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Every Shot Counts

Discussion in 'Shooting Related Threads' started by timb99, Apr 29, 2011.

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  1. timb99

    timb99 Well-Known Member

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    I just read this, and although it is about golf, I think it can be related to trap shooting just as well. The mental part of trap shooting.

    This is from Kansas City Star sports columnist Joe Posnanski, on a conversation he had with Tom Watson. I can't say I know Tom, but I have been to his home and have met him on numerous occasions, and he is a really down-to-earth guy. Here's the relevant part of the editorial:

    <i>"...I find listening to Tom Watson talk about golf utterly fascinating. I think it's because I do believe that there are life lessons in sports ... not vague, ethereal life lessons that barely mean anything at all but direct, practical life lessons.

    For instance, my favorite bit from Wednesday's conversation with Tom was when he talked about how every shot counts in golf. I was asking him about Rory McIlroy's self-destruction at Augusta, and he said that he wished Rory had fought harder. "I never once saw Jack Nicklaus give away a stroke," he said. The key to golf is that if you are on pace to shoot 80, you have to try to shoot 79. If you are on pace to shoot 90, you have to try to shoot 89.

    And, Tom makes clear, this is not just about making the best of the situation. No, this is about defining who you are as a person. "When you're hitting the ball well," he says, "it's EASY. ... And golf is not supposed to be easy." The most successful people, Tom believes, are the ones who can stay fully committed to the moment, who will be dedicated to do their best even after it's clear that things are not going to work out as well as they had hoped or planned.

    Tom told the story of Byron Nelson, after shooting a 72, griping about what a terrible round he'd played at the Masters. He'd only hit six greens in regulation. He was hacking the ball all over the place. He was grumbling afterward that it was as bad as he could remember playing. And his friend Eddie Lowery, who was Francis Ouimet's 10-year-old caddy when Ouimet won the 1913 U.S. Open, said: "On the contrary, this was the FINEST round you have ever played. Because you played that badly and you STILL shot a 72."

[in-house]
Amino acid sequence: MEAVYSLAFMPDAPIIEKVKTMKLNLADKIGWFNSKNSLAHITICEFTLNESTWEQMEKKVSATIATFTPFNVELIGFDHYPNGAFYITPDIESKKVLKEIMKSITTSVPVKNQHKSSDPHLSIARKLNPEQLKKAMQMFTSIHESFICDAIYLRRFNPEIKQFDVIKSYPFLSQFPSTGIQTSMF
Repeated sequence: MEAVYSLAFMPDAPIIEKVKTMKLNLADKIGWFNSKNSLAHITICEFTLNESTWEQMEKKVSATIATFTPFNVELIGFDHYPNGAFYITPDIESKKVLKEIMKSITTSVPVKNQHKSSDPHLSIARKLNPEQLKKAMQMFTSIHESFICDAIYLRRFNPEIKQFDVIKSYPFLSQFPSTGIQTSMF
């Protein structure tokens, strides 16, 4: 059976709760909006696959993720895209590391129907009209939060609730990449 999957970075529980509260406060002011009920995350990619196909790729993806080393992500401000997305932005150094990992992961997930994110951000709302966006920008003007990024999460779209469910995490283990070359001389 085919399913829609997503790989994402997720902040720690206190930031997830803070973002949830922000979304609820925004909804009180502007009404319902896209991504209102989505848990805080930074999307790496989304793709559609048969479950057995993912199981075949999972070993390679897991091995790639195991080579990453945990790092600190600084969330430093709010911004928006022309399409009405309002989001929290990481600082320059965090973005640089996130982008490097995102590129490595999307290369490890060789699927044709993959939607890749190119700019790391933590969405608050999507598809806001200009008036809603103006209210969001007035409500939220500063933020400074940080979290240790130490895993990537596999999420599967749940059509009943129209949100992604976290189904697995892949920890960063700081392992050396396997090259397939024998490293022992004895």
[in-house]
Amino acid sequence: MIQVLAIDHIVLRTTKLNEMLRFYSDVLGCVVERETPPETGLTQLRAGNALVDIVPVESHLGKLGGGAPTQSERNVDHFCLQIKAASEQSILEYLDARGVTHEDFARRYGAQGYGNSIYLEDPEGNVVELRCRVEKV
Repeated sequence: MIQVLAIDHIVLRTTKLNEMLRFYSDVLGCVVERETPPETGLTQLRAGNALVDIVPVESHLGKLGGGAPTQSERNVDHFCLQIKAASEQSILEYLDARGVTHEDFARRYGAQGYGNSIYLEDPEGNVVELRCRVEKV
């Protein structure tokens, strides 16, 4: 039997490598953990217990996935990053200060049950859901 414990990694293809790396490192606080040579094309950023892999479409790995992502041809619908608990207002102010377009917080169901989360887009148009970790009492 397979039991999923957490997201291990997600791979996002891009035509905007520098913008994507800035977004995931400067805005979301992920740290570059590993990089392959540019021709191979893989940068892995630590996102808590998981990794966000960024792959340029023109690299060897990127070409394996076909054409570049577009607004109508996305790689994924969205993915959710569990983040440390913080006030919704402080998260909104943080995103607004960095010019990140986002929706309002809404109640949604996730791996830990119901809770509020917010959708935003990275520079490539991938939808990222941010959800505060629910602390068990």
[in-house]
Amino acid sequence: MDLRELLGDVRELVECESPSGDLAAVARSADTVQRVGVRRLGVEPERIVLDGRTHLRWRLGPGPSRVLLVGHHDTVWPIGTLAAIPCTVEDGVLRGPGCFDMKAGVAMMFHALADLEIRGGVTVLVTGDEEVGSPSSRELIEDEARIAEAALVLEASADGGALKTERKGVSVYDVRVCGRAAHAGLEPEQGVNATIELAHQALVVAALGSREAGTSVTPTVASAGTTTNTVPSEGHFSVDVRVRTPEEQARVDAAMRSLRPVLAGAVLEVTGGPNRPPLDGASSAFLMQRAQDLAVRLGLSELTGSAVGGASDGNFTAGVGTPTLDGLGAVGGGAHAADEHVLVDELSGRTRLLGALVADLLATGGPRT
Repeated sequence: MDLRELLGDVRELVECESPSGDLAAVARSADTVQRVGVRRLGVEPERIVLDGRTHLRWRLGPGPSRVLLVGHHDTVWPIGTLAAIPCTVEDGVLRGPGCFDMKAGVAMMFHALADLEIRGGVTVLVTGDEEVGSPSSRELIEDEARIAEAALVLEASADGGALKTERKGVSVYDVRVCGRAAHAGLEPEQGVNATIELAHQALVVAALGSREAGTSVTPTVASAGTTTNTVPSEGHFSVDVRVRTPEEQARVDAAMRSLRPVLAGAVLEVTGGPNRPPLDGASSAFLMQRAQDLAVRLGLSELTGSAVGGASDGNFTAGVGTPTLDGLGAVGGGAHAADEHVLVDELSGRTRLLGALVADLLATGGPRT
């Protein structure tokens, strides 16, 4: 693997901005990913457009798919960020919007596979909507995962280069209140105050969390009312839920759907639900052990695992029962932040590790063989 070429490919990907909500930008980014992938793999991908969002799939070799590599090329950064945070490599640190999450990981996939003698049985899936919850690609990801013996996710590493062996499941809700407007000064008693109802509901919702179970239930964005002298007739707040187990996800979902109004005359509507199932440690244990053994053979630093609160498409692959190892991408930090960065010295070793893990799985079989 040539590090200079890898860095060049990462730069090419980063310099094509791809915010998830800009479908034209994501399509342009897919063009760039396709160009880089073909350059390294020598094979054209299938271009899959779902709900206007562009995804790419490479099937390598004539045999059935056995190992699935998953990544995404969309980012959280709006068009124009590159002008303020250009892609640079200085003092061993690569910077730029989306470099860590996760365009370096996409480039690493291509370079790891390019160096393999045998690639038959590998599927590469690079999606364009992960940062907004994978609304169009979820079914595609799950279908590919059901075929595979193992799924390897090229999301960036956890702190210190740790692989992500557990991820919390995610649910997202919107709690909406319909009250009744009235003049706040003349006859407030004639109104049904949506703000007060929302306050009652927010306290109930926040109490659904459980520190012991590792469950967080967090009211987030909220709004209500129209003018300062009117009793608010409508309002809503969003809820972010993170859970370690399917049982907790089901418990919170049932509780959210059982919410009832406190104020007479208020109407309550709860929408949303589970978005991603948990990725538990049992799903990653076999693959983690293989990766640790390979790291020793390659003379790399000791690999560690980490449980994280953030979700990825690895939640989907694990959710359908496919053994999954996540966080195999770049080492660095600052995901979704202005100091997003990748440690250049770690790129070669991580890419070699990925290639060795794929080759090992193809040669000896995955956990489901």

That, to Tom Watson, is the gold standard. Most days in life, you are not going to shoot 63. You just aren't. The wind will be blowing. The ball will bounce funny. The putt will hit a spike mark. Life is simply not set up for five-for-five days at the plate, for 19-of-21 shooting days, for hat tricks and four-sack days and rounds with 10 birdies. If you're lucky, you will have a few of those days in your life, days when everything seems to click, Ferris Bueller's day off. And those days are to be enjoyed, cherished, but that's not real life.

    Real life is shooting 72 when you hit only six greens. Every shot counts."</i>
     
  2. Red Truck 99

    Red Truck 99 TS Member

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    Good read timb99 sounds very much to me like the words of a wise man. I am not a competition shooter but would like to try it someday. Gonna need a lot of practice and some coaching. Am getting a little old to start but what the heck. Oh and thanks for the primer help. Will take it to heart.
     
  3. hmb

    hmb Well-Known Member

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    Golf is nice, when you finish a round you get to kept your ball. Not like trap where management keeps your lead when you finish shooting. HMB
     
  4. joe kuhn

    joe kuhn Furry Lives Matter TS Supporters

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    "The most successful people, Tom believes, are the ones who can stay fully committed to the moment, who will be dedicated to do their best even after it's clear that things are not going to work out as well as they had hoped or planned."

    Well said.
     
  5. Dickgshot

    Dickgshot Well-Known Member

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    This was one of the most worthwhile things I have read on this forum.
    Tom Watson is an amazing athlete and even at his age still contends in tournaments he plays. One of my biggest disappointments in sports was his losing the 2009 British Open on the last hole by one shot.
    I didn't see it on TV because it was the last day of the Wisconsin State Shoot and I was shooting the handicap.


    Tom Watson is an expert sporting clays shooter and holds a sporting clays/charity event every year. He is always one of the top finishers in
    his own tournament. He seems like a genuinely nice guy, too.
     
  6. timb99

    timb99 Well-Known Member

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    Dick

    He is a genuinely nice guy. Twice, he has allowed me to teach a hunter education course to a boy scout troop (the troop his stepson was in) on the grounds at his home, not far from where I live.

    He has a skeet/trap range about 200 yards from his house, which we used for part of the class.
     
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